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I’m a Realist. In international affairs, Realists are people who believe that countries act according to their interests. But who decides the interests in dictatorships? Answer: The ruling regimes. And those interests are defined according to the regime’s interests: what keeps it in power, what allows it to mobilize support and keep down opponents, what profits the ruling class and its allies in material terms?
Here’s where much misunderstanding arises. Many academics, journalists, and diplomats can’t help but assume that radicalism and regional instability are against the national interests of Middle East countries. Since these things exist to a high degree, there must be something wrong with the situation, something that can be fixed, something-most important of all-that the regimes want to fix.
And that brings them to the Israeli-Palestinian conflict. The view is that continuation of the conflict is against the interests of the regimes and therefore, according to their national interests, they want to fix it as soon as possible.
Why, then, hasn’t the problem been solved? If such thinkers conclude that the villain is a group of extremists and terrorists taking advantage of the conflict or simple gridlock based on a lack of creative thinking, or various other things, they believe that a vigorous peace process is needed and can work fairly quickly and easily.
But in that case, how come previous peace processes have failed? This is explained by saying that the practitioners weren’t good enough–“I’m smarter or more charming than they were,” which today seems to be what President Barack Obama is saying-or didn’t try hard enough-how could anyone have tried harder than President Bill Clinton? Or perhaps there’s some brilliant solution that will make the conflict over east Jerusalem go away and somehow square quite a lot of circles.
These are the moderate peace processers.
Then there are those who think that it has been Israel or U.S. support for Israel which has stopped the Arab states that desperately want to solve the issue. This urgent effort has been sort of hard to find but a blend of ignorance, avid reading of Arab propaganda, wishful thinking, and anti-Israel (or anti-Jewish) thinking in wildly differing proportions makes the mirage take on three dimensions.
These are the extremists who often end up as allies, or at least enablers, of radical Islamist movements and terrorists.
Yet none of this is Realist thinking. Realist thinking analyzes the objective and perceived interests of the regimes. Things like:
–Needing the conflict in demagogic terms to mobilize support for even relatively moderate regime which are corrupt, repressive, and bad at improving their people’s lives.
There is little or no hope of democracy-that’s where the Bush administration went wrong–but plenty of possibility for Islamist revolution. Rulers know it and want to avoid it.
–Consequently, regimes have to prove how militant they are in fighting the battle against Israel while, at the same time, going too far for peace would promote internal upheaval.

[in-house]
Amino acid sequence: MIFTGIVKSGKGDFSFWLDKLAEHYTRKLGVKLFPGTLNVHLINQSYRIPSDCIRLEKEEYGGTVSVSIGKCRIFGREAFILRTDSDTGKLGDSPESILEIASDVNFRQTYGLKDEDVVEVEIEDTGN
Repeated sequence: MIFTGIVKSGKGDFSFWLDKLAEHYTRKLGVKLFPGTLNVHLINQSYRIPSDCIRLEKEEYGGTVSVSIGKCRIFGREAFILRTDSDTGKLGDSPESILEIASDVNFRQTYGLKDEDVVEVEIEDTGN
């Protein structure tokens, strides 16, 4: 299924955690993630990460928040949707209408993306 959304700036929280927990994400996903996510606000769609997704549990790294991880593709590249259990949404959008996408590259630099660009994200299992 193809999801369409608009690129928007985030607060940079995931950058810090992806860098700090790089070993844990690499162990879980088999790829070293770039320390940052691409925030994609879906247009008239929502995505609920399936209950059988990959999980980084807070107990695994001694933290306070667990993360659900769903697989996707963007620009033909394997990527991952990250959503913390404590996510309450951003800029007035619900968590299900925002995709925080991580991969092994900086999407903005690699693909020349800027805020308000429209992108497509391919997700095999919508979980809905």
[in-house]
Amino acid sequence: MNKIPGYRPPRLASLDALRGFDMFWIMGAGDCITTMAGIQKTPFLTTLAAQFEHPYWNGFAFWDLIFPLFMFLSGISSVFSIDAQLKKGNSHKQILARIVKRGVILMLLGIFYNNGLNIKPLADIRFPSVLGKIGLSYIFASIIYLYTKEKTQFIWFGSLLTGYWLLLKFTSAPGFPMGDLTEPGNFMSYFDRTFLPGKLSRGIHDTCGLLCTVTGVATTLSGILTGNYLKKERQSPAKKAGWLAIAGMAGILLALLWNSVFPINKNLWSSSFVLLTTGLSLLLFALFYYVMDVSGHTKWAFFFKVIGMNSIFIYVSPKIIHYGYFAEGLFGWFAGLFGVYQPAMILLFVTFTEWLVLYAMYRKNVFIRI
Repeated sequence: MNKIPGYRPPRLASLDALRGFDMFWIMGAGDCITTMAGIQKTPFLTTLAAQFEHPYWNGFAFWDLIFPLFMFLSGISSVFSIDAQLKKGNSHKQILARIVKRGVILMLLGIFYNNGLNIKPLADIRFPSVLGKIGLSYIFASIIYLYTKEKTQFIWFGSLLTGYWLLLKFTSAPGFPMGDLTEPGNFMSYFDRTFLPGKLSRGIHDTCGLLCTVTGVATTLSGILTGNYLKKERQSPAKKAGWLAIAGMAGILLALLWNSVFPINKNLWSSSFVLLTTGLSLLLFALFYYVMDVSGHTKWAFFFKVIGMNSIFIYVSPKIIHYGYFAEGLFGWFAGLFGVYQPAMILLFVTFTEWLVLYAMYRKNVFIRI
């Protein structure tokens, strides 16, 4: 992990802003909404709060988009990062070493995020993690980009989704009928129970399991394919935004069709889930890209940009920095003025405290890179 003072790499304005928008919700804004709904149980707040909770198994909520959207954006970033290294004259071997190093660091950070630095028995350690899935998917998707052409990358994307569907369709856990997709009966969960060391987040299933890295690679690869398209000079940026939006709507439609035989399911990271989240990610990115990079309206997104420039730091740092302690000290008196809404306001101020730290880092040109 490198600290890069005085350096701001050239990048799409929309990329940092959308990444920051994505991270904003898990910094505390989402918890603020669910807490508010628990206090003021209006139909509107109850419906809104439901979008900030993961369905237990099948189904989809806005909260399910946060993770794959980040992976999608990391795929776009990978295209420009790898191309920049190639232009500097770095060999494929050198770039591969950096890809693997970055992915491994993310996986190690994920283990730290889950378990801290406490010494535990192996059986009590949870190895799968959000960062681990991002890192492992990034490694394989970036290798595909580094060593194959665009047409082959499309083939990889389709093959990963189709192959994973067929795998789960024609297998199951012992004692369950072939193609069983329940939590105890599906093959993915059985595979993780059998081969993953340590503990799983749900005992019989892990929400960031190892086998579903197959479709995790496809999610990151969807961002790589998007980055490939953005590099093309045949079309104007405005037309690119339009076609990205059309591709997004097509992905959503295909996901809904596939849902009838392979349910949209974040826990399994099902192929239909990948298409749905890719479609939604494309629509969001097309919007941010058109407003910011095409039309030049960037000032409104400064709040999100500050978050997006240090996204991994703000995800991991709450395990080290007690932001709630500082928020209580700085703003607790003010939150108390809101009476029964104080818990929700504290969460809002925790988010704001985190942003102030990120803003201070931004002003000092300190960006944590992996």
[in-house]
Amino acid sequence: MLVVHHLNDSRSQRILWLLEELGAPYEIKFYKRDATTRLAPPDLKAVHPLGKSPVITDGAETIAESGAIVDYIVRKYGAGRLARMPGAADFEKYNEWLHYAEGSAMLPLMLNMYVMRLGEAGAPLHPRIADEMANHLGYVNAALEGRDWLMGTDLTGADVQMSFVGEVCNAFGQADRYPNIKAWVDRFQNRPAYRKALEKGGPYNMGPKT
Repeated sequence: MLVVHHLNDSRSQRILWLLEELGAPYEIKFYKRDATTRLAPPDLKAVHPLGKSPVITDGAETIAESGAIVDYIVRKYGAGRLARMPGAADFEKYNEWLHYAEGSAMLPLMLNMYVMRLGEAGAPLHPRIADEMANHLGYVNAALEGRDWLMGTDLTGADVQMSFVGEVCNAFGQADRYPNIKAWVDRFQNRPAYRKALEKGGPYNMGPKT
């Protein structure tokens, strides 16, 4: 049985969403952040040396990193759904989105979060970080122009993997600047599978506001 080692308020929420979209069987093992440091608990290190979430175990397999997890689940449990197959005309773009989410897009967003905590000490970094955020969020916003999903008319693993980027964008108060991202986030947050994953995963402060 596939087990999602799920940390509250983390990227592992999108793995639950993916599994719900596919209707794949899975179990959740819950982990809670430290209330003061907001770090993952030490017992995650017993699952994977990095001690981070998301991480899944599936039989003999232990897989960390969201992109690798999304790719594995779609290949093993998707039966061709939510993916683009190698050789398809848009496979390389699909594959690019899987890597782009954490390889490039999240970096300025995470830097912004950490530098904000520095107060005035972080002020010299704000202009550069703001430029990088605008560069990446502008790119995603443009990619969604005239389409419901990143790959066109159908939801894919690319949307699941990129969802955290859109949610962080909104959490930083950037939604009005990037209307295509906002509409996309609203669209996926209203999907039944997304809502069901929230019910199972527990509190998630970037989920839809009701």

–The conflict is useful in inter-state relations. For the strong, they have used it to try to subjugate weaker states, while the weaker states have rejected such absorption in the name of the most effective way of struggling against Israel. Using the conflict, some states get aid and alliances most useful for them.
–And for the revolutionaries, the Israel issue has been of great benefit. But the problem here is that they win either way. If the relative moderates demonize Israel and justify the conflict, the masses are being prepared further for the radicals’ message. And they can ask: Why haven’t the regimes wiped Israel off the map?
But if the regimes move toward peace, the revolutionaries declare them to be traitors and have an even better chance at overthrowing them. Certainly, at least, that’s what the rulers believe.
–Of course, Iran and Syria are trying to use the conflict to gain regional hegemony. But look, for example, at the state-controlled Egyptian media and see how the regime uses the stirring up hatred at Israel as a scapegoat and distraction. That doesn’t mean the hatred isn’t sincere, of course, but it does explain the intensity of the obsession and why the conflict is far more unsolvable than it “should” be.
All of this doesn’t mean that leaders and regimes act “irrationally” but on the basis of a different set of rational considerations adapted to their situations. If you’ve never been a dictator of an Arabic-speaking state, perhaps you should make some effort to understand how they view the world differently without being brainwashed into thinking that way yourself.
I’ve developed all these ideas a lot more in my books, along with multiple examples and proofs, but the basic point should be clear: Realism does explain Middle East politics but it must be based on realistic assessments of the structure of societies, polities, ideologies, and regimes.
Fools rush in where angels fear to tread. And since so much of the Middle East is a quagmire, you can imagine what happens next.
Barry Rubin is director of the Global Research in International Affairs (GLORIA) Center and editor of the Middle East Review of International Affairs (MERIA) Journal. His latest books are The Israel-Arab Reader (seventh edition), with Walter Laqueur (Viking-Penguin); the paperback edition of The Truth About Syria (Palgrave-Macmillan); A Chronological History of Terrorism, with Judy Colp Rubin, (Sharpe); and The Long War for Freedom: The Arab Struggle for Democracy in the Middle East (Wiley). To read and subscribe to MERIA, GLORIA articles, or to order books, go to http://www.gloria-center.org. His blog, Rubin Reports is at http://rubinreports.blogspot.com/.